RED HOOK, Brooklyn (WABC) -- New York City public school students created the first-ever Plastic Free Lunch Day and millions of students across the country participated.
A class of 5th graders participated in a neighborhood cleanup where the students cleaned up plastic from area beaches and neighboring streets.
The amount of trash they picked up prompted them to take a look at how much plastic was being used at their school's cafeteria.
After two years of research, they discovered that their lunches used a shocking amount of single-use plastic.
They used their findings to create a day where that reduced the total school lunch waste by 99% by eliminating 558 plastic items.
Students at PS 15 in Red Hook were doing their part on Wednesday.
"We are serving things that are all able to be eaten with their hands, so the intention is planning our meals reduces the waste going into the waste stream," said Stephen O'Brien of the Department of Education's Office of Food and Nutritional Services.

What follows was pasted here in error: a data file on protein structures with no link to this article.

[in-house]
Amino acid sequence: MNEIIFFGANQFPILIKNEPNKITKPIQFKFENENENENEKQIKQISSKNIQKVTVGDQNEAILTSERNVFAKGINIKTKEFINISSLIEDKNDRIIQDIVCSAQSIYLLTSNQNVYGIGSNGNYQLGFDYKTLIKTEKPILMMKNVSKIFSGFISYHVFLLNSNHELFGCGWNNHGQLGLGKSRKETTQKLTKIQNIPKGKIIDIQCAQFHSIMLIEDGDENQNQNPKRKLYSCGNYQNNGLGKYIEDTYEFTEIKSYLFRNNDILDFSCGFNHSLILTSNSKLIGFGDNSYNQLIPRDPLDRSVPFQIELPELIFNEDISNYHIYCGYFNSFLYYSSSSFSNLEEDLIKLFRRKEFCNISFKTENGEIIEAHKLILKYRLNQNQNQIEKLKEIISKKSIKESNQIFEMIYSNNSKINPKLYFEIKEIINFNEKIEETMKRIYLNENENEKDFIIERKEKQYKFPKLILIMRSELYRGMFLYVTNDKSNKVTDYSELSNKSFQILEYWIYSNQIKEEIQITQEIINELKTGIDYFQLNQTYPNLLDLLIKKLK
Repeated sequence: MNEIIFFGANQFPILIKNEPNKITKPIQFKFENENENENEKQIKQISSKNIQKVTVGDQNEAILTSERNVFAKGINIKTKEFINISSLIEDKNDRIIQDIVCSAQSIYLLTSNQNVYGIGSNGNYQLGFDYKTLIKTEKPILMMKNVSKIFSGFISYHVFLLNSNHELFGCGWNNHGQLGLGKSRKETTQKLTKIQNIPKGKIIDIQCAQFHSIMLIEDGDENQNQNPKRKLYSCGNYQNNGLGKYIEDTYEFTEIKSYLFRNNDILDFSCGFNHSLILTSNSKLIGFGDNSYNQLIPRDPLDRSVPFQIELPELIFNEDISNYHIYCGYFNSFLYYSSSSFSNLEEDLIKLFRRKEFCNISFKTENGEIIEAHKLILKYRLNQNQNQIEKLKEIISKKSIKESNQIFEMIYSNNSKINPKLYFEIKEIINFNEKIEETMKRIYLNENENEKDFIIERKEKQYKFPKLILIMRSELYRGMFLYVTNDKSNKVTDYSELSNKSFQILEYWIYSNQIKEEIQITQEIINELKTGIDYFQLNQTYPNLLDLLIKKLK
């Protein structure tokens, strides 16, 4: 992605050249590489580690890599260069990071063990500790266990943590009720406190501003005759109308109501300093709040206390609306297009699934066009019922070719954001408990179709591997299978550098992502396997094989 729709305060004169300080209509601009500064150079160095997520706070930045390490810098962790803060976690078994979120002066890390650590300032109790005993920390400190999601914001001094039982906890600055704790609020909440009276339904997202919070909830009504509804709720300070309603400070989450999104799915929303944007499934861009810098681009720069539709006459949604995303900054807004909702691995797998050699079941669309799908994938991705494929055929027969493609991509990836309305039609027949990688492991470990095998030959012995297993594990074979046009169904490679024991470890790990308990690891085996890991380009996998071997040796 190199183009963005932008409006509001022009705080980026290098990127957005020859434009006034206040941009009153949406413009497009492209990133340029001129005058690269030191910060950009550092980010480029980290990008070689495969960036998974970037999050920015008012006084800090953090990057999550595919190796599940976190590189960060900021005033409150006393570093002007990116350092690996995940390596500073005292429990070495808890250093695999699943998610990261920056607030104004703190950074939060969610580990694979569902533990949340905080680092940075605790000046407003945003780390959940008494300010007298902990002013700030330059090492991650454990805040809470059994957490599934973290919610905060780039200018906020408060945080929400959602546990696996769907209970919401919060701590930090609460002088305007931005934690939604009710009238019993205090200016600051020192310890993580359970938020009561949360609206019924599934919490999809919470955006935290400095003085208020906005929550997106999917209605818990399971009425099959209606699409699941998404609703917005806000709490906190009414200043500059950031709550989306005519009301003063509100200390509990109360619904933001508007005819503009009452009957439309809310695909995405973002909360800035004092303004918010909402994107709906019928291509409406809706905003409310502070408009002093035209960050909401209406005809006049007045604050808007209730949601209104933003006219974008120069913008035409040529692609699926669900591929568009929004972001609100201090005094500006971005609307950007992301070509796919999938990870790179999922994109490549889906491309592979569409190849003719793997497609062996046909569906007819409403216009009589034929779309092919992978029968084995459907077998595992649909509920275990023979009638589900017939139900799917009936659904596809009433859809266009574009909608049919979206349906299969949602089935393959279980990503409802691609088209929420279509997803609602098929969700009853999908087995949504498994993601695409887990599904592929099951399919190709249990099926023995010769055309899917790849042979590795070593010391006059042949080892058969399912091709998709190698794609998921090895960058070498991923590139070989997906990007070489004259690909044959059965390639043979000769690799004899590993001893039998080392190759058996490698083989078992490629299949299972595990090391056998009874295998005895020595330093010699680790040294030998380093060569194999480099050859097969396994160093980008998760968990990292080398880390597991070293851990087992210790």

Things like plastic utensils, straws, and plates were packages along with juice pouches, and chip bags-- all designed to be used once and then tossed out.
The students joined forces with Urban School Food Alliance and developed Plastic Free Lunch Day for 18 of the largest school districts in the country.
"All the factories keep making plastic and they need to stop because they are producing smoke too and it's not good for our lungs," 4th grader Jordyn Hudson said.
Collectively, the initiative served 4.2 million children across New York, Baltimore, Dallas, San Diego, Los Angeles, and Dekalb.
"I think we can make the planet much healthier if all the schools around the world and all the people do this around the world," 4th grader Eva Henry said.
Plastic-free lunch days will now be a monthly thing in participating city schools.
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